The ability to safely monitor neuropotentials is essential in establishing methods to study the brain. Current research focuses on the wireless telemetry aspect of implantable sensors in order to make these devices ubiquitous and safe. Chronic implants necessitate superior reliability and durability of the integrated electronics. The power consumption of implanted electronics must also be limited to within several milliwatts to microwatts to minimize heat trauma in the human body. In order to address these severe requirements, we developed an entirely passive and wireless microsystem for recording neuropotentials. An external interrogator supplies a fundamental microwave carrier to the microsystem. The microsystem comprises varactors that perform nonlinear mixing of neuropotential and fundamental carrier signals. The varactors generate third-order mixing products that are wirelessly backscattered to the external interrogator where the original neuropotential signals are recovered. Performance of the neurorecording microsystem was demonstrated by wireless recording of emulated and in vivo neuropotentials. The obtained results were wireless recovery of neuropotentials as low as approximately 500 microvolts peak-to-peak (μVpp) with a bandwidth of 10 Hz to 3 kHz (for emulated signals) and with 128 epoch signal averaging of repetitive signals (for in vivo signals).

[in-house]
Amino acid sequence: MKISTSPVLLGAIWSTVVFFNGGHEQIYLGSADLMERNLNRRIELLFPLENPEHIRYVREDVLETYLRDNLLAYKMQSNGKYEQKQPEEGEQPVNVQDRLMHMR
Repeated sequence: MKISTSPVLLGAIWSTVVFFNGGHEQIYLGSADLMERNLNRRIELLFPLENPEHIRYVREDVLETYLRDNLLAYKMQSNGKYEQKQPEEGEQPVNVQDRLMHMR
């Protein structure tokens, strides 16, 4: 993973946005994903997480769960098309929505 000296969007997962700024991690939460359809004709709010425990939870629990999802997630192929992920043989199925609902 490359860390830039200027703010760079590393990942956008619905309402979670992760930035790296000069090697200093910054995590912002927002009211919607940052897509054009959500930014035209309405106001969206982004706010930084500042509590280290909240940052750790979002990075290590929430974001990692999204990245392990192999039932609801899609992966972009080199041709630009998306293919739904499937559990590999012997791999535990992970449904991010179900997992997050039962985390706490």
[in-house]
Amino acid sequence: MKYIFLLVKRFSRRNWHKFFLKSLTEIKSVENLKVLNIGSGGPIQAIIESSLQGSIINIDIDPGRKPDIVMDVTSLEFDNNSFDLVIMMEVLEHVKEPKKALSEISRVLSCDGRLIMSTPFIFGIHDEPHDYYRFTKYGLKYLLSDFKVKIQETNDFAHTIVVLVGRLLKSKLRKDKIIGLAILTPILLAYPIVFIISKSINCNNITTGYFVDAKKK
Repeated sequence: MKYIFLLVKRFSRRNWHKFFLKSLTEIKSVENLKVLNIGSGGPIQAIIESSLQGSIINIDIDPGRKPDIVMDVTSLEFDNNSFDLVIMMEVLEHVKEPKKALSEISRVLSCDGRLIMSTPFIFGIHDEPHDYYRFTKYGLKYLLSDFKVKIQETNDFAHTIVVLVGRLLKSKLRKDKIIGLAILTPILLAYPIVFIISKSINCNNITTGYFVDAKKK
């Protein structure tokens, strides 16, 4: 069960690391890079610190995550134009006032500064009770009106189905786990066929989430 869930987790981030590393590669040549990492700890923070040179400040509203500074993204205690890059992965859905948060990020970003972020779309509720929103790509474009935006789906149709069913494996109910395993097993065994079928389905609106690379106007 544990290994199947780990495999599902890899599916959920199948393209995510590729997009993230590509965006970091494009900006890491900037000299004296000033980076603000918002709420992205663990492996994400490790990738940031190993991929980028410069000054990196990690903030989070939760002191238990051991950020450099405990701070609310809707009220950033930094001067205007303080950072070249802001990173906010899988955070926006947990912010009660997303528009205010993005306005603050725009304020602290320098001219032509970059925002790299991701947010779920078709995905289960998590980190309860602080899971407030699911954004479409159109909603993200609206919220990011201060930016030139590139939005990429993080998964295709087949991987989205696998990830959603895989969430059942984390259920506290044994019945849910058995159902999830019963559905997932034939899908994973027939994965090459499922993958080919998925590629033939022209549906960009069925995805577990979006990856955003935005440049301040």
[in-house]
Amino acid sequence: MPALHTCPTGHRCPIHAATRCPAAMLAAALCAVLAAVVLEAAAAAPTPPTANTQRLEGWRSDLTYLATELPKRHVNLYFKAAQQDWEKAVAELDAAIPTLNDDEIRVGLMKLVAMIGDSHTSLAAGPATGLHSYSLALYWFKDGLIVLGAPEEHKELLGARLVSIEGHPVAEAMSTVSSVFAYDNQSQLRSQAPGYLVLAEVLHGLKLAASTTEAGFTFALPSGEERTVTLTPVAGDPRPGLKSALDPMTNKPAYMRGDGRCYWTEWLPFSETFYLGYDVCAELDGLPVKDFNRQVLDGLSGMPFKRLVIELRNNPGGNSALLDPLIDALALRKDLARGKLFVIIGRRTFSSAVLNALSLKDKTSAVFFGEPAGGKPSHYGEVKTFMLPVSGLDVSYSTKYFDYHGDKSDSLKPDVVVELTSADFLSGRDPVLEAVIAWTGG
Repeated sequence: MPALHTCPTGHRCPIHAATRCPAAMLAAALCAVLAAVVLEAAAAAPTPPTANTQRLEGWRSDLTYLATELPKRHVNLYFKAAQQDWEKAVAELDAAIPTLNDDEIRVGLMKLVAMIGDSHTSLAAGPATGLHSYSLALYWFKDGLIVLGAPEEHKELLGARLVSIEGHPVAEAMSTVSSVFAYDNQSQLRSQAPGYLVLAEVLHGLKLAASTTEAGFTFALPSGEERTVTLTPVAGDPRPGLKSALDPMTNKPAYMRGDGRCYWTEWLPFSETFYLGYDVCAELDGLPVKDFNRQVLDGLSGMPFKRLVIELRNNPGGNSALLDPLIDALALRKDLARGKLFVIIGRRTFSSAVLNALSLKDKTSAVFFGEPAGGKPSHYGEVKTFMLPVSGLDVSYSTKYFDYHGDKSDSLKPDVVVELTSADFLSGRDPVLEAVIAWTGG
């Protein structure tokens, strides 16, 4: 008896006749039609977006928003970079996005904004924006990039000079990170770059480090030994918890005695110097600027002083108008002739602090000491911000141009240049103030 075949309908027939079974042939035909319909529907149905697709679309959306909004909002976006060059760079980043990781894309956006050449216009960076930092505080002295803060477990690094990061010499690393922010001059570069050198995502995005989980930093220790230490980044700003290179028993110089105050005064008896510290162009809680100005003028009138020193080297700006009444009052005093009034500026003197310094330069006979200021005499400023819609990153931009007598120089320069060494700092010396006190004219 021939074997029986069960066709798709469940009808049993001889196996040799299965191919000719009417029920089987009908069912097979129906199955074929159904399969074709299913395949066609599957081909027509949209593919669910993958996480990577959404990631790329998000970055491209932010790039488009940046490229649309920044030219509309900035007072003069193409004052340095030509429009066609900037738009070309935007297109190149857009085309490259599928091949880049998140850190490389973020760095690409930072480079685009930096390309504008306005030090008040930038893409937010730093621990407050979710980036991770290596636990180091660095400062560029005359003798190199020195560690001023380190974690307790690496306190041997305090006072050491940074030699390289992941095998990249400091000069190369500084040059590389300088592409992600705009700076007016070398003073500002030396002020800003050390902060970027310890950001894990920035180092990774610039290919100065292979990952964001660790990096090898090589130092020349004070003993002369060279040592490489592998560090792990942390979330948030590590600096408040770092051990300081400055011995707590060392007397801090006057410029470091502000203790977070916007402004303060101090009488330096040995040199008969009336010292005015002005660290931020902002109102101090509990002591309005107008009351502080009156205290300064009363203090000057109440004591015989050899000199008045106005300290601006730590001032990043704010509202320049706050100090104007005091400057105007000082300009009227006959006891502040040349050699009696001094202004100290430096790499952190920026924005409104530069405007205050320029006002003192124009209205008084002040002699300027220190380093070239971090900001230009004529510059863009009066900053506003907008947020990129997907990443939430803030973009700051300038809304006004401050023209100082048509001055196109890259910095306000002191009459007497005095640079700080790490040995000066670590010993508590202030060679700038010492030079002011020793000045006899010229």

- biomicroelectromechanical systems
- neural recording
- neural telemetry
- radio frequency (RF) identification (RFID)
ASJC Scopus subject areas
- Mechanical Engineering
- Electrical and Electronic Engineering